Those working in research-active universities around the UK that have been affected by the pandemic can now take advantage of two major new support packages to help them take their own steps towards making efficiencies and protecting research bases.
Universities will also be able to access long-term low-interest loans, supplemented by government grants, to cover up to 80 per cent of losses in income caused by any actual fall in international students.
And support is now available to fund research and high priority packages such as medical research to help universities continue to be at the forefront of innovation.
Approximately £200 million in new investment is to be made available immediately to help support salaries and costs including laboratory equipment and fieldwork. This should mean that universities are about to retain research talent and protect projects around the country.
Some of the projects benefiting from this investment already include research into antibiotics resistance, the development of new technologies to tackle climate change, solutions tackling the waste caused by plastics manufacturing and usage, and work looking into the effect of the pandemic on wider society.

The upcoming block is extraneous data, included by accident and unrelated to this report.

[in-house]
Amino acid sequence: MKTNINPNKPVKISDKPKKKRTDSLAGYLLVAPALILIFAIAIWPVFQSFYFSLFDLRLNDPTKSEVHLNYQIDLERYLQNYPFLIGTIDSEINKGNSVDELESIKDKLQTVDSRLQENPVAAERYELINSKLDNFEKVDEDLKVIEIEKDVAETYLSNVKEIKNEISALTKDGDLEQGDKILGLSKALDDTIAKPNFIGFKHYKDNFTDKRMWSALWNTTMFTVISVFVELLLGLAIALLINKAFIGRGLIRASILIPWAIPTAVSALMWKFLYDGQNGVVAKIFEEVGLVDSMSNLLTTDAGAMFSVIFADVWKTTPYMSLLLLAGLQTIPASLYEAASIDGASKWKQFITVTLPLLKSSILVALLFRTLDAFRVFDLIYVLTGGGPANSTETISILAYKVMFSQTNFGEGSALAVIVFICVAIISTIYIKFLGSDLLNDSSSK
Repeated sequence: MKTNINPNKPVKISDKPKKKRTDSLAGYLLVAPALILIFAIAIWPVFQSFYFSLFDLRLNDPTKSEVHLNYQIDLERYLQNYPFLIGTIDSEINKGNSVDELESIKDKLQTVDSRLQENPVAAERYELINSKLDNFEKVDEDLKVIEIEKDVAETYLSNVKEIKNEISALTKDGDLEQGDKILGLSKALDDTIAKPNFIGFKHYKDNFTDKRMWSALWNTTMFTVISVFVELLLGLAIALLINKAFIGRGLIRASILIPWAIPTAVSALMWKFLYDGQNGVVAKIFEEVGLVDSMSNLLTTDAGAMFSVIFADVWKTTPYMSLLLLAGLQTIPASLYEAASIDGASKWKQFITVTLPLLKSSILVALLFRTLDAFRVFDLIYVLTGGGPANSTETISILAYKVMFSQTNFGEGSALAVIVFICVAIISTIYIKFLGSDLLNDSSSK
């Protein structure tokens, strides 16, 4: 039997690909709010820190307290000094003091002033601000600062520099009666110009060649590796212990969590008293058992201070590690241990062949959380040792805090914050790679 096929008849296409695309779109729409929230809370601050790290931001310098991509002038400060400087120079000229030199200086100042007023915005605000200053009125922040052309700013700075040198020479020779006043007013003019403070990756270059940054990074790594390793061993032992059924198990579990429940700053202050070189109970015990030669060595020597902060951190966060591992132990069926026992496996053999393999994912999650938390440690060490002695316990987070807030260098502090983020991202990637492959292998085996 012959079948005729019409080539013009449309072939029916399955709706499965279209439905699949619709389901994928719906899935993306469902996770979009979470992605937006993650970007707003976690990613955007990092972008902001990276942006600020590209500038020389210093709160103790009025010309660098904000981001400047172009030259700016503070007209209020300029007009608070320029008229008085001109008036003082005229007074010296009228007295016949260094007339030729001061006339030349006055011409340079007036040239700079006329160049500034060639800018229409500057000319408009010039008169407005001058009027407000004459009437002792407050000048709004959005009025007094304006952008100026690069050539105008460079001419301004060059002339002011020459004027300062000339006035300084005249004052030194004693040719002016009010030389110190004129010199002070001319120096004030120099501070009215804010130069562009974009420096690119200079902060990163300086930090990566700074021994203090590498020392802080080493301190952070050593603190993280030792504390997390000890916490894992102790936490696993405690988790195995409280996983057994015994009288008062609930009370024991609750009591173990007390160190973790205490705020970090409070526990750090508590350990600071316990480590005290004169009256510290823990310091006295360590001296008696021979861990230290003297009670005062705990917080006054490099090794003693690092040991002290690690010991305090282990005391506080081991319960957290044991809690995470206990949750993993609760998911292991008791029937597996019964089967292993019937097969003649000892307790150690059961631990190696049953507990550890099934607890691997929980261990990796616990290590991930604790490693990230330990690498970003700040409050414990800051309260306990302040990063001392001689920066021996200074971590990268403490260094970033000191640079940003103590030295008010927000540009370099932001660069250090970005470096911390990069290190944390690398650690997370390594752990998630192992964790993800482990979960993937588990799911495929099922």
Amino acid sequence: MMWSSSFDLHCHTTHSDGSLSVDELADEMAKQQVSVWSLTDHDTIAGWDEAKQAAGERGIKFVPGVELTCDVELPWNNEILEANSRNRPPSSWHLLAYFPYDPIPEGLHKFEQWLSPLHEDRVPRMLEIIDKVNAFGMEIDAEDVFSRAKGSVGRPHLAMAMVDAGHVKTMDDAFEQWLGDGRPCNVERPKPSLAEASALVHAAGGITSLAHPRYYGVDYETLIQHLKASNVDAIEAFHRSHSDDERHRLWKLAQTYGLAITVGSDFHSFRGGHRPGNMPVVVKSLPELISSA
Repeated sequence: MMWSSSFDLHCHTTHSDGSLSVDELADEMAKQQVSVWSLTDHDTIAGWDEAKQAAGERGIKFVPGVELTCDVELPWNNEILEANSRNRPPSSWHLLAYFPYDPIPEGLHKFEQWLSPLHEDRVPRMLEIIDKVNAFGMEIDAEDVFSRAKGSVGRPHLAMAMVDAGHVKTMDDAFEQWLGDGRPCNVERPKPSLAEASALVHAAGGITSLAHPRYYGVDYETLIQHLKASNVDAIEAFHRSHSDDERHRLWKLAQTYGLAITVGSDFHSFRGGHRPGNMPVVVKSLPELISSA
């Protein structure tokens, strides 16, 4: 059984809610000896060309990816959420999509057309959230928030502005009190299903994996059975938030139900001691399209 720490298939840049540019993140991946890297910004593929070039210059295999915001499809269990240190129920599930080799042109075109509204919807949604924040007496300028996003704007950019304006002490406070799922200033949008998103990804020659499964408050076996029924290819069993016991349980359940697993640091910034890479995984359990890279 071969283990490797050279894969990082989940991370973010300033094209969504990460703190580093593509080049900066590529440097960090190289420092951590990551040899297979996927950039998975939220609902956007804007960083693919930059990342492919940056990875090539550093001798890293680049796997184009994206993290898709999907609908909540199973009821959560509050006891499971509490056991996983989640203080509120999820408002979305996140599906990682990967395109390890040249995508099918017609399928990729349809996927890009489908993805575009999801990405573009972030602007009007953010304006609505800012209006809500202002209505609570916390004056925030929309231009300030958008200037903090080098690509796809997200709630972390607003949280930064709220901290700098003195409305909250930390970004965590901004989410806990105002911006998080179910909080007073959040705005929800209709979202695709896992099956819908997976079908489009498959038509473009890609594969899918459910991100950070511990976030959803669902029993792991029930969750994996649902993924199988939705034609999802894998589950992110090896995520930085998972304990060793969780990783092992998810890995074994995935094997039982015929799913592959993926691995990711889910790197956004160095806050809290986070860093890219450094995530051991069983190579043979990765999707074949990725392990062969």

Business secretary Alok Sharma said: “The brilliance of our talented researchers and scientists has been absolutely critical not only to our medical response to coronavirus but also as we begin to emerge from this pandemic and support the UK’s economic recovery.
“The support we are putting in place will give our world-leading universities a lifeline by protecting jobs to ensure our best minds can continue discovering new innovations that will benefit us all for generations to come.”
Researchers are currently working on finding a vaccine for coronavirus – and a team at Imperial College London has just launched human trials of one potential vaccine candidate, with over £41 million in funding from the government and an additional £5 million in philanthropic donations.
This is the first test of a new self-amplifying RNA technology, which could revolutionise the development of vaccines and enable scientists to improve responses to emerging diseases.
The study will see 300 healthy participants given two doses of the vaccine and, if it proves to be safe and shows promising human immune responses, Phase III trials can then begin later in the year, with approximately 6,000 volunteers testing the vaccine.
Professor Robin Shattock from the Department of Infectious Disease at Imperial explained that new technologies mean researchers can move with “unprecedented speed” on potential vaccines and in just a few months, the team has been able to come up with a candidate, something that has never been done before with this kind of vaccine.
He went on to say that if this approach is successful and the vaccine is effective, it could change responses to disease outbreaks in the future.
For life science recruitment help or advice, get in touch with us today.